Weiler Corp. has announced the launch of the Tiger X flap disc, with technology for faster grinding and a longer life.
"We spent a lot of time working with and listening to our customers, and learned that a universal challenge with abrasives is sacrificing a high cut rate for a longer life cycle, or vice versa," said Tony Hufford, welding and fabrication category manager, Weiler Corporation. "The Tiger X flap disc eliminates that trade-off. They get both benefits in one product."
The Tiger X flap disc features a new X3 industry-exclusive technology that combines a triple split coat grain anchoring system, dual flap design and engineered abrasive cloth backing with intermixed ceramic alumina and zirconia alumina materials. This unique combination creates a faster grind rate while increasing life.
The triple split coat material serves as an advanced grain anchoring system to ensure consistent cut rate throughout the life of the disc without the need to apply more pressure, providing maximum aggression. The resulting decrease in worker fatigue allows for enhanced worker safety and comfort. The ceramic and zirconia alumina material blend allows for higher initial cut rates and consistent grinding, increasing productivity. These benefits, combined with an overall longer life cycle, decrease consumable costs as compared to other flap discs on the market. X3 technology also allows for greater versatility, due to the reduced need to switch discs when changing applications.
"The Original Tiger flap disc has been trusted by our customers for over 20 years," said Hufford. "With Tiger X, we're raising the bar and providing a premium product that allows users to work safer and get more done in less time."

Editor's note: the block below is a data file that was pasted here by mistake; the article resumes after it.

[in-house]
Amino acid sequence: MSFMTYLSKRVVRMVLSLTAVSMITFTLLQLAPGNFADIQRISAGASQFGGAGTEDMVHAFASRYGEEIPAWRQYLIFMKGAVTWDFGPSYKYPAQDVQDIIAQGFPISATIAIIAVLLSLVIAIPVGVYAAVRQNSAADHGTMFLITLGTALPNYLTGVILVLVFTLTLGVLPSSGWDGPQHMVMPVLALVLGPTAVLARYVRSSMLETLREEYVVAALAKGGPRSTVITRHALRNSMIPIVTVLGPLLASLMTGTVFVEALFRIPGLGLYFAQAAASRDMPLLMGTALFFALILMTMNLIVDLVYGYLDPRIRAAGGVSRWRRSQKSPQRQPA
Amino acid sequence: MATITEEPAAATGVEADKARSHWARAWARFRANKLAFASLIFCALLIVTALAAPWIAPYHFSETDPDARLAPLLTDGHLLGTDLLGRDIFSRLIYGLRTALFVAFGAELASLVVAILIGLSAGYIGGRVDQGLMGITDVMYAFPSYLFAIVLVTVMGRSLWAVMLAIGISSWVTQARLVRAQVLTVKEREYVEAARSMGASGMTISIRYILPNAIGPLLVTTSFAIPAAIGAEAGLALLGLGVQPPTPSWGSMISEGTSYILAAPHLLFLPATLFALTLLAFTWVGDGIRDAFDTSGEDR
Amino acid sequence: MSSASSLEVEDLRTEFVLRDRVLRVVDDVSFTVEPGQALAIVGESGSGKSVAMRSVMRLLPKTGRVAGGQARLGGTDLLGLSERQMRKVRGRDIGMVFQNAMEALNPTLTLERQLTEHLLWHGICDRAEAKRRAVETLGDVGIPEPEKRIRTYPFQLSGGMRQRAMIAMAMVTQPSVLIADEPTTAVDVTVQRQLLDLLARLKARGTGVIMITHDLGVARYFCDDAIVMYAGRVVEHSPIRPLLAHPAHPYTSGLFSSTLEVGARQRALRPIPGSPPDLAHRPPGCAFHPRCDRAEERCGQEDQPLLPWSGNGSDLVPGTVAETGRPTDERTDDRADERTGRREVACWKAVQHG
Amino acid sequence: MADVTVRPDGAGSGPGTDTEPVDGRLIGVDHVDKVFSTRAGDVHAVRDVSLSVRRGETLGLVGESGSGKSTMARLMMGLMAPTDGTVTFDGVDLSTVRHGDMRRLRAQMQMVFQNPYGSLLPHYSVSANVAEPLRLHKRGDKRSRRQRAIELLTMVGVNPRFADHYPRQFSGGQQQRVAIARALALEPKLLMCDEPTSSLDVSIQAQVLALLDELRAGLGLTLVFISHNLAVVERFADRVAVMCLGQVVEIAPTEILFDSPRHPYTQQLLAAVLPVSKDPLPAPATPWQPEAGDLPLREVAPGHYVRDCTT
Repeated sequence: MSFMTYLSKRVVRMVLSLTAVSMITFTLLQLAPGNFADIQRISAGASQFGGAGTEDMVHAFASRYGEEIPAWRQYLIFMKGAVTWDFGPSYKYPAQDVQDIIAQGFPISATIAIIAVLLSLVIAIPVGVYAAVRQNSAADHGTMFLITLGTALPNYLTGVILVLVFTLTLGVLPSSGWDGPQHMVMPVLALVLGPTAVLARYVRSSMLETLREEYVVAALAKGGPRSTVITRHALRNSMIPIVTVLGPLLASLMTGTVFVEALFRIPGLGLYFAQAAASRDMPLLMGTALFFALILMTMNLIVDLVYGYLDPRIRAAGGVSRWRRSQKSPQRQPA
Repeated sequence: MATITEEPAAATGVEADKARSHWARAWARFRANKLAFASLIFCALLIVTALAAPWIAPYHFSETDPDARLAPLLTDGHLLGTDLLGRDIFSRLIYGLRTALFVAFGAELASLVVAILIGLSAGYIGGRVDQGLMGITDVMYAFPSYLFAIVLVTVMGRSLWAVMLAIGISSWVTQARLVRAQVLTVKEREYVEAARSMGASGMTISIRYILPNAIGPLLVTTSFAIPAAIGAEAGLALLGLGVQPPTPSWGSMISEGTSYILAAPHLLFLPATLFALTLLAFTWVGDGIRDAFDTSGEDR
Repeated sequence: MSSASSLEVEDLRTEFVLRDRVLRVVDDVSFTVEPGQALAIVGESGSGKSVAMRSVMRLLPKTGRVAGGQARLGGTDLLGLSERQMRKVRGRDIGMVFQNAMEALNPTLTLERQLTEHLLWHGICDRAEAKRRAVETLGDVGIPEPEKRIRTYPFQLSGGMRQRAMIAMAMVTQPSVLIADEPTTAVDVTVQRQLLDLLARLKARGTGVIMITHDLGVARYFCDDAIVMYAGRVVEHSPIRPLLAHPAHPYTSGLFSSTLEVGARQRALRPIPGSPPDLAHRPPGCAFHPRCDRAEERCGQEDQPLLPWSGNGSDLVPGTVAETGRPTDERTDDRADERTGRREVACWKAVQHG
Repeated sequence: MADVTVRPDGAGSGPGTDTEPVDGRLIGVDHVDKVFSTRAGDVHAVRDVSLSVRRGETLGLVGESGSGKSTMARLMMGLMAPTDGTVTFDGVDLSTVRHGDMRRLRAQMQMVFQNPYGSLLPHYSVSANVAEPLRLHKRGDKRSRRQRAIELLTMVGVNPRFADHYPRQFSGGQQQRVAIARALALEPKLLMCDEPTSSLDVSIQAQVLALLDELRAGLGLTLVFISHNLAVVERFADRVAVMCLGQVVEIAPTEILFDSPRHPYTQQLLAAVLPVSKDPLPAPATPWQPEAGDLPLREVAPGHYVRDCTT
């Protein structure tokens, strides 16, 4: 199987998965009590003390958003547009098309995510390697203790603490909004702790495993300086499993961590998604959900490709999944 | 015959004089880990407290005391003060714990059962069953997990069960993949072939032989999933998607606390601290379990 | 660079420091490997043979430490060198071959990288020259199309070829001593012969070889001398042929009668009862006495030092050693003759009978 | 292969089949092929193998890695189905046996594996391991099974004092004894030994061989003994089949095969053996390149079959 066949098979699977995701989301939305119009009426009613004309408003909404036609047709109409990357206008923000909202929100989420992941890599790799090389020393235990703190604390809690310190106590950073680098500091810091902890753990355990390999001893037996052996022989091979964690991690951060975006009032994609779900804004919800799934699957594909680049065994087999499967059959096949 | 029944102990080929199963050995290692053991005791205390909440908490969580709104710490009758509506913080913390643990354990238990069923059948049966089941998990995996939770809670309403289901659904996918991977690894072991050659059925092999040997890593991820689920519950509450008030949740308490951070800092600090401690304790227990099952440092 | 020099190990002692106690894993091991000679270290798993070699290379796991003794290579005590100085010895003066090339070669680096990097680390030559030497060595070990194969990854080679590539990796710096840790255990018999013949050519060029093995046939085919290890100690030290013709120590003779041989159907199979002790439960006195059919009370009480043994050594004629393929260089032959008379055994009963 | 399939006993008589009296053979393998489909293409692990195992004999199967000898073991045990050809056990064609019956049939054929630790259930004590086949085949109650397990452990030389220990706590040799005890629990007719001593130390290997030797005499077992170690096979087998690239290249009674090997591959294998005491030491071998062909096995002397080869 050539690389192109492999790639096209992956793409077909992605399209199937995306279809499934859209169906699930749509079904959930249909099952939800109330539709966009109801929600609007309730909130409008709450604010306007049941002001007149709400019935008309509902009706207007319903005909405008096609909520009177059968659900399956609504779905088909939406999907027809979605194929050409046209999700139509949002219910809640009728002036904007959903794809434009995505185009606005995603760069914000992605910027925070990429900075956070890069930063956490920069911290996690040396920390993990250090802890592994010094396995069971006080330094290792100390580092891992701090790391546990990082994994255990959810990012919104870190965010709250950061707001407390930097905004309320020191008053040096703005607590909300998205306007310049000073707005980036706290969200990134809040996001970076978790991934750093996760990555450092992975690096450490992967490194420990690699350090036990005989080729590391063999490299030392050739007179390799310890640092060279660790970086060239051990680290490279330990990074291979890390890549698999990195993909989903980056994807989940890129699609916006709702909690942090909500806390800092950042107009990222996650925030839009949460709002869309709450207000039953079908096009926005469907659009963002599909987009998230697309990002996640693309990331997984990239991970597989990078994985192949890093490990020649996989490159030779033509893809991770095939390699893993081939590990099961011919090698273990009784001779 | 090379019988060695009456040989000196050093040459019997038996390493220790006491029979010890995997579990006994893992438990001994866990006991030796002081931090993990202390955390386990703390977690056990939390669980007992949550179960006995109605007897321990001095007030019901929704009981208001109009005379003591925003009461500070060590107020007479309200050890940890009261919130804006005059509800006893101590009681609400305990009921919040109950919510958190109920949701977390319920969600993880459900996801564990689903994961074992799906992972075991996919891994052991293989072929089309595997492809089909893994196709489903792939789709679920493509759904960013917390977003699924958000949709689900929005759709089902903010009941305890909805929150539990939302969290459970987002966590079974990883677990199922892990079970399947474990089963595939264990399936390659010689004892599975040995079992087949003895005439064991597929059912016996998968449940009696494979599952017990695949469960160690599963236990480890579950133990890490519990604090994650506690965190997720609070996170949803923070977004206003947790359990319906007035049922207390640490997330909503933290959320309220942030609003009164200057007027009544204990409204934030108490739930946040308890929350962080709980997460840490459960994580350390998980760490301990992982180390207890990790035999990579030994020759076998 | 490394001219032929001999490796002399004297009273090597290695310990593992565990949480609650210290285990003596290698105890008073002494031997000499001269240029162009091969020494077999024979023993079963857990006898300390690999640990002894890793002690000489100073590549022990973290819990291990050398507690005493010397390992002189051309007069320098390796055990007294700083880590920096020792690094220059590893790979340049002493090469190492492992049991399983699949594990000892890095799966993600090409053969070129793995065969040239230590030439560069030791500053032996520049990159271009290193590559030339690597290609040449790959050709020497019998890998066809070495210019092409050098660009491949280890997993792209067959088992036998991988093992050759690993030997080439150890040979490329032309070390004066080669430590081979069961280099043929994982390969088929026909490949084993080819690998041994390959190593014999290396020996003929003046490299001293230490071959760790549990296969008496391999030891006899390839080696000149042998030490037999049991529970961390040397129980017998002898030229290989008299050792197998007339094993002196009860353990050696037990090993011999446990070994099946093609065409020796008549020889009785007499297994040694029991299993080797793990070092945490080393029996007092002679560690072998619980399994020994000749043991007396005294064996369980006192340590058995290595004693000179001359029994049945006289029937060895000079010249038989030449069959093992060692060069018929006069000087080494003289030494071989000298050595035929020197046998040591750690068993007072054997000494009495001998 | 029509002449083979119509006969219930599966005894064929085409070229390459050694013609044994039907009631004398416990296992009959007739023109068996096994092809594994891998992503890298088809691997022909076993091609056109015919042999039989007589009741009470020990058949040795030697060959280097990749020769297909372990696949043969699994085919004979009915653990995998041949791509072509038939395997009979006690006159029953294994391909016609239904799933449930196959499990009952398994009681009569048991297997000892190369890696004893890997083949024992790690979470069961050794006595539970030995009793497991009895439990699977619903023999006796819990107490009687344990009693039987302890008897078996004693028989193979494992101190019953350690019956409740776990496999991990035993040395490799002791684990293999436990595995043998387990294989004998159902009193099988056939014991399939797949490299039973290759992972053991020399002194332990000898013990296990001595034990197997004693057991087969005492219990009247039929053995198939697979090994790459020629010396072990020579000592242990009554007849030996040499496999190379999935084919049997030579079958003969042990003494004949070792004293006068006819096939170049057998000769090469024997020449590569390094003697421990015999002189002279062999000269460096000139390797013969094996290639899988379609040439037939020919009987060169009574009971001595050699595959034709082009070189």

Tiger X will replace Tiger phenolic-backed flap discs in 4-½-inch, 5-inch (angled style), and 7-inch sizes.
Related Glossary Terms
Substance used for grinding, honing, lapping, superfinishing and polishing. Examples include garnet, emery, corundum, silicon carbide, cubic boron nitride and diamond in various grit sizes.
1. Flexible portion of a bandsaw blade. 2. Support material behind the cutting edge of a tool. 3. Base material for coated abrasives.
Phenomenon leading to fracture under repeated or fluctuating stresses having a maximum value less than the tensile strength of the material. Fatigue fractures are progressive, beginning as minute cracks that grow under the action of the fluctuating stress.
Machining operation in which material is removed from the workpiece by a powered abrasive wheel, stone, belt, paste, sheet, compound, slurry, etc. Takes various forms: surface grinding (creates flat and/or squared surfaces); cylindrical grinding (for external cylindrical and tapered shapes, fillets, undercuts, etc.); centerless grinding; chamfering; thread and form grinding; tool and cutter grinding; offhand grinding; lapping and polishing (grinding with extremely fine grits to create ultrasmooth surfaces); honing; and disc grinding.